Last month, the Senate rejected an attempt to confirm President Barack Obama’s nomination of pro-compulsory unionism radical Craig Becker to the National Labor Relations Board (NLRB). The Wall Street Journal reports that with the Senate now taking it’s Easter recess, Becker could be appointed via a recess appointment "as early as today."

As the Journal notes, a Craig Becker NLRB appointment resurrection would be disastrous to employee rights:

Mr. Becker has written extensively about the National Labor Relations Act, the law that the NLRB interprets and enforces. In a 1993 Minnesota Law Review article, he said that the "core defect in union election law . . . is the employer’s status as a party to labor representation proceedings" and that "employers should be stripped of any legally cognizable interest in their employees’ election of representatives."

In other words, you can forget about employees getting truthful and non-coercive information about the downsides of unionization.

But there’s more.  Becker has publicly argued union goons should have the privilege to repeatedly harass workers at home until the workers sign "card check" union authorization cards; advocated allowing government arbiters impose contracts on workers without even allowing the workers to vote on the contract; and has even compared union organizing elections to US Congressional elections, stating that the only question decided in such elections should be which union gets monopoly control over workers, not whether they wish to remain independent and union free.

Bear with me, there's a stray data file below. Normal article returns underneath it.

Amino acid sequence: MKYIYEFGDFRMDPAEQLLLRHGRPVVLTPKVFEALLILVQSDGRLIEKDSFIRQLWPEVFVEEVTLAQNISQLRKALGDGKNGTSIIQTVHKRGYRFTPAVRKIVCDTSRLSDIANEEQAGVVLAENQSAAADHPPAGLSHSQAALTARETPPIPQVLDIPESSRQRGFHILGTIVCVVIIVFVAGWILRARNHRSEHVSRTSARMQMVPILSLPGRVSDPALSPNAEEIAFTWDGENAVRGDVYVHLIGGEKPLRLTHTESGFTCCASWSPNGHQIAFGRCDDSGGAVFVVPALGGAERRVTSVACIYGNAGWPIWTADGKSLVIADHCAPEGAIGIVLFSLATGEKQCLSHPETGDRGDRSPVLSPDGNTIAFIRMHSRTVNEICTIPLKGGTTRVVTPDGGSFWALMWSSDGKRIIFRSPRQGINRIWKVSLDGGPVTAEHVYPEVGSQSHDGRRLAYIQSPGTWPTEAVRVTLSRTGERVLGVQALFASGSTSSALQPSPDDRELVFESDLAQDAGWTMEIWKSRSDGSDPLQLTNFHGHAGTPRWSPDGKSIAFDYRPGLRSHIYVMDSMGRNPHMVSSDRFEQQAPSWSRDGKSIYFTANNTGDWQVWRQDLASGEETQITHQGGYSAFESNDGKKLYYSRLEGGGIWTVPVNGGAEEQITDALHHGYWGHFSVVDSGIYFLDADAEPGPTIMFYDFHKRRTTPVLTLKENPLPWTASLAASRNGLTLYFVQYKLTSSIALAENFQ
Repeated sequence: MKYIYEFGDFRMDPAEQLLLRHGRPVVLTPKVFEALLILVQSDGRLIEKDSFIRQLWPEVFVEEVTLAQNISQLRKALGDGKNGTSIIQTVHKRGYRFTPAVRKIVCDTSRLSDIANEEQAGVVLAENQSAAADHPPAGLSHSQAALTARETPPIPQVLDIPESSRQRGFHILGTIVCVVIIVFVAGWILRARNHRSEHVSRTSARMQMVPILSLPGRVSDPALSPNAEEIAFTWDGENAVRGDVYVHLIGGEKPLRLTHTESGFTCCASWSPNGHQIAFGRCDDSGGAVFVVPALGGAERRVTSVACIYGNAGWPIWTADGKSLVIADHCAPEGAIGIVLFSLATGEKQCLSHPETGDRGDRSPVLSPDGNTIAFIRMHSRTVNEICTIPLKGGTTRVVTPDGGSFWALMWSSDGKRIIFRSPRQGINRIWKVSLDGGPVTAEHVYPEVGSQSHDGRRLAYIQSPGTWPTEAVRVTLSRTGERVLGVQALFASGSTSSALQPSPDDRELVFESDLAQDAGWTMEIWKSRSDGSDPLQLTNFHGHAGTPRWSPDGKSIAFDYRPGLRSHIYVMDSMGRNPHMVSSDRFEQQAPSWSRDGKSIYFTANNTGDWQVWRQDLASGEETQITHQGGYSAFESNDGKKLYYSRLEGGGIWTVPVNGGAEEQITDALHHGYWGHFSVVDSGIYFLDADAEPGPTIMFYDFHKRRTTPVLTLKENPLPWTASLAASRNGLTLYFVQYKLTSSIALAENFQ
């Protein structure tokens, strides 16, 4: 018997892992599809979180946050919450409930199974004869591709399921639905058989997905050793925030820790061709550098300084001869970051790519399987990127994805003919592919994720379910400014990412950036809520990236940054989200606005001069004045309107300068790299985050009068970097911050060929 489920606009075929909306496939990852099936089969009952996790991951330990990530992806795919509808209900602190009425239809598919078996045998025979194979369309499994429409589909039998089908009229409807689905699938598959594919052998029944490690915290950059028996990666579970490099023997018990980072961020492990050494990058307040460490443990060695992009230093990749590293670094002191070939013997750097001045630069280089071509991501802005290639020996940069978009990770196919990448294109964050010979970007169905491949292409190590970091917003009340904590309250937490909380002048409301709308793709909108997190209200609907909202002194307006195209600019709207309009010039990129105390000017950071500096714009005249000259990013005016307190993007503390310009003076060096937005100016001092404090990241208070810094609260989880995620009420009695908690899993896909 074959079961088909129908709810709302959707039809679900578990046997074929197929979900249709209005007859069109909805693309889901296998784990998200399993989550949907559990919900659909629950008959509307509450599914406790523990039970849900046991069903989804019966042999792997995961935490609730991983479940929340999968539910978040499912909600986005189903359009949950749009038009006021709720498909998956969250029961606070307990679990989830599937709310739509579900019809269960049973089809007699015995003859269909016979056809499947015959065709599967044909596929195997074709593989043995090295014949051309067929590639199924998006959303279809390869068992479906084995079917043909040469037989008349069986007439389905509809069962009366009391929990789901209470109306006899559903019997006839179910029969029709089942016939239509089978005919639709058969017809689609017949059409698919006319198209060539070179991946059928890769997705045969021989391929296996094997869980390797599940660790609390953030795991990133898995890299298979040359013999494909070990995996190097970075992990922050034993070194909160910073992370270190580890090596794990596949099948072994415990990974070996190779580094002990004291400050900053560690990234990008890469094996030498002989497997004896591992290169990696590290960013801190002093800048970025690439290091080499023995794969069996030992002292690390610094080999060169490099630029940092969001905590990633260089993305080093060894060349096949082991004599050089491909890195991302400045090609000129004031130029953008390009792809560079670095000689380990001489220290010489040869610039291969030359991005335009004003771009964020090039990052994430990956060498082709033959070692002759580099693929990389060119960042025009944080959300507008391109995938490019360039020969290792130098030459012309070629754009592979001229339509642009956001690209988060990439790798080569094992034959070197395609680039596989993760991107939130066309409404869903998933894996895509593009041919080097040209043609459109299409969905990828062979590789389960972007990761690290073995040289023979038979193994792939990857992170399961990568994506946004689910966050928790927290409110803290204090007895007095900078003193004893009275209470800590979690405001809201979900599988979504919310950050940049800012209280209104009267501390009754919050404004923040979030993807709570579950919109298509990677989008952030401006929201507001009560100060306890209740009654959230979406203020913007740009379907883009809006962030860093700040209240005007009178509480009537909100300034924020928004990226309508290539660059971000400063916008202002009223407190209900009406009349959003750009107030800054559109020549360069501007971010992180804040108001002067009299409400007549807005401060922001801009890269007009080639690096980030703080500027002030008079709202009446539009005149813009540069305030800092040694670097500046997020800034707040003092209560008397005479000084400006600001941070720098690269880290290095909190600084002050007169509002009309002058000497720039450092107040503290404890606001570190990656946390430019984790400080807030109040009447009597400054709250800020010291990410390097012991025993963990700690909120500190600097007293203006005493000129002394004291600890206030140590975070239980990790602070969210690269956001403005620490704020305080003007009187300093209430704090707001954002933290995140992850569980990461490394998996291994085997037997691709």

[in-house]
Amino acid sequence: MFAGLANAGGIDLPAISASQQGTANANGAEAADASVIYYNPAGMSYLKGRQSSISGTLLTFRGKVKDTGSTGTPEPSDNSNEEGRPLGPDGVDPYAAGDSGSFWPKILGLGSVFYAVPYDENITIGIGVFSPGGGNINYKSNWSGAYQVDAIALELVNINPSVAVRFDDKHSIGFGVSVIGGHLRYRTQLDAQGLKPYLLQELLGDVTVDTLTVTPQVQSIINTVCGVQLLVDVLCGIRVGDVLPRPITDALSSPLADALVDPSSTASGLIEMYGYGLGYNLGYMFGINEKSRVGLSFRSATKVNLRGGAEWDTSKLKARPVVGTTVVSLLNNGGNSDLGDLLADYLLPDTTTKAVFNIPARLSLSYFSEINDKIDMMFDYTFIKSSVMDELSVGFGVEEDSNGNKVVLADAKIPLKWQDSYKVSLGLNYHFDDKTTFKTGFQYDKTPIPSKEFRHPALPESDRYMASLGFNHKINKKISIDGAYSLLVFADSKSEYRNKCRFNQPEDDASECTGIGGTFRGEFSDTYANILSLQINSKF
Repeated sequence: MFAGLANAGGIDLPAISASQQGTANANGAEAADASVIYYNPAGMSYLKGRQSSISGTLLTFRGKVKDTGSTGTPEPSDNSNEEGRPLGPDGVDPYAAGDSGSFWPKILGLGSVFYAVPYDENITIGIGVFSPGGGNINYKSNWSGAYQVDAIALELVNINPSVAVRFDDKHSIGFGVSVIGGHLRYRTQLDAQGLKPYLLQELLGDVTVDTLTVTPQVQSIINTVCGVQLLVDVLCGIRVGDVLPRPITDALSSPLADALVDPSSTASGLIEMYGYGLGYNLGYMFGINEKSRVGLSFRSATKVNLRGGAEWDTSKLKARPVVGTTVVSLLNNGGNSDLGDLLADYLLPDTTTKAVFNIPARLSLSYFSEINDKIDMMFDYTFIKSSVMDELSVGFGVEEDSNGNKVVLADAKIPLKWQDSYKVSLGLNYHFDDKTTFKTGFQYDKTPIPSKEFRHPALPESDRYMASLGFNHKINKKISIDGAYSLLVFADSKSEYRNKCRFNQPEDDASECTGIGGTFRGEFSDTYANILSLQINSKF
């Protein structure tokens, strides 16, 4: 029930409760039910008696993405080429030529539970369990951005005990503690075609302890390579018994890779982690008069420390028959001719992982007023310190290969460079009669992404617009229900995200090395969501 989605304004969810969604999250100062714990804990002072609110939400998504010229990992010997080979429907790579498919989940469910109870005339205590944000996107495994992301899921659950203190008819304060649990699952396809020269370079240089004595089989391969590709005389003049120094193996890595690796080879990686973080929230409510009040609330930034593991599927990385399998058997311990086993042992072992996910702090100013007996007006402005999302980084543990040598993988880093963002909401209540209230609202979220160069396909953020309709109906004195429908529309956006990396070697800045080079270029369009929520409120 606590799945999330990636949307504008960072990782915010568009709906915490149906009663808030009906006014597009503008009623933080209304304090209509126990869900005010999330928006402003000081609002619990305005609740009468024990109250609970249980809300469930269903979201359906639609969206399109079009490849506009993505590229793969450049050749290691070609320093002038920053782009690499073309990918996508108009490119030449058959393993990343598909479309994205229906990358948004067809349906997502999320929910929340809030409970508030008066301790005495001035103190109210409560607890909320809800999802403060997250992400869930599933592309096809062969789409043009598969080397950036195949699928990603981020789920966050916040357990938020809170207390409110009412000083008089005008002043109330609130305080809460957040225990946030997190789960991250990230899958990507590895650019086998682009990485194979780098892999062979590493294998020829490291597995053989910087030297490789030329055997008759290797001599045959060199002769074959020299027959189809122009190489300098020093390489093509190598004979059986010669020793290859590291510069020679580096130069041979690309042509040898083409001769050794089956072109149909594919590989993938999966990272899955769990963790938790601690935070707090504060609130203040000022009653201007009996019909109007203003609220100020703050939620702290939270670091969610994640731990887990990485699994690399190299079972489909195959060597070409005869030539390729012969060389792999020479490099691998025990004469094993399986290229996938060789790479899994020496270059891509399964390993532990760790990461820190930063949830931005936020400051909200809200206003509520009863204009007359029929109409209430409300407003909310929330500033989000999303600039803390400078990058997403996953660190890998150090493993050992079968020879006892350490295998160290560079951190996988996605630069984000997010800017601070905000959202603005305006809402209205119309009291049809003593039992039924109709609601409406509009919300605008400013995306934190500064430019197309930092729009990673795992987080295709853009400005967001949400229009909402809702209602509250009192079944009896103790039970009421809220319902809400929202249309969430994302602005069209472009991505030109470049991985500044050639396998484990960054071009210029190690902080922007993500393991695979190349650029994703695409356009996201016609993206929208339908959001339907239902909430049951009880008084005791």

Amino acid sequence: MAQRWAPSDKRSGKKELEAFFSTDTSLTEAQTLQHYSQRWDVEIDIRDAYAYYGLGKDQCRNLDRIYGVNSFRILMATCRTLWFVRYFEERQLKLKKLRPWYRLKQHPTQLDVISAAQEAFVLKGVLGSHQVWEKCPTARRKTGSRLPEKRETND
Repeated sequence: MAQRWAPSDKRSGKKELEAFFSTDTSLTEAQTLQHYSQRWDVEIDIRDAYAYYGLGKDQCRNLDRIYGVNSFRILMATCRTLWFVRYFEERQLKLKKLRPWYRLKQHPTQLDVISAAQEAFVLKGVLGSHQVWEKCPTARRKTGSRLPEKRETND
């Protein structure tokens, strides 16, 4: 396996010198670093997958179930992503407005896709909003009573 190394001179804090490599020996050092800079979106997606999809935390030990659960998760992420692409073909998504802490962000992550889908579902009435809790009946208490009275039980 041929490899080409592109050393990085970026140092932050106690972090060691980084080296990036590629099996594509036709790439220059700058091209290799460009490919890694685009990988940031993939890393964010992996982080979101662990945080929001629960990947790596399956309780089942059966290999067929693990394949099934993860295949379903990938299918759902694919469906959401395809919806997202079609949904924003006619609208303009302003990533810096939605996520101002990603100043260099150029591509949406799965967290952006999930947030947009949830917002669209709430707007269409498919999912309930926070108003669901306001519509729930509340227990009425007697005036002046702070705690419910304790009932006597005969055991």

Or as the Journal puts it, "the modern union movement is bloody-minded about the will to power and Mr. Becker is one of its fiercest partisans."

Meanwhile, Mark Mix, President of National Right to Work, expressed some additional concerns regarding Becker’s extreme forced unionism record in this morning’s Washington Times:

Mark Mix of the National Right to Work organization reports that in 2007 alone, Mr. Becker’s lawyering forced 63,000 California workers to pay union dues even after rejecting union membership. He [encouraged] repeated "home visits" for union backers, designed to pressure workers to sign public union-organizing petitions. Unions were "formed to escape the evils of individualism and individual competition. … Their actions necessarily involve coercion," Mr. Becker once explained.

To view more information on Big Labor sycophant Craig Becker’s radical views, check out this National Right to Work Committee special video report:

Posted by on Mar 26, 2010 in Blog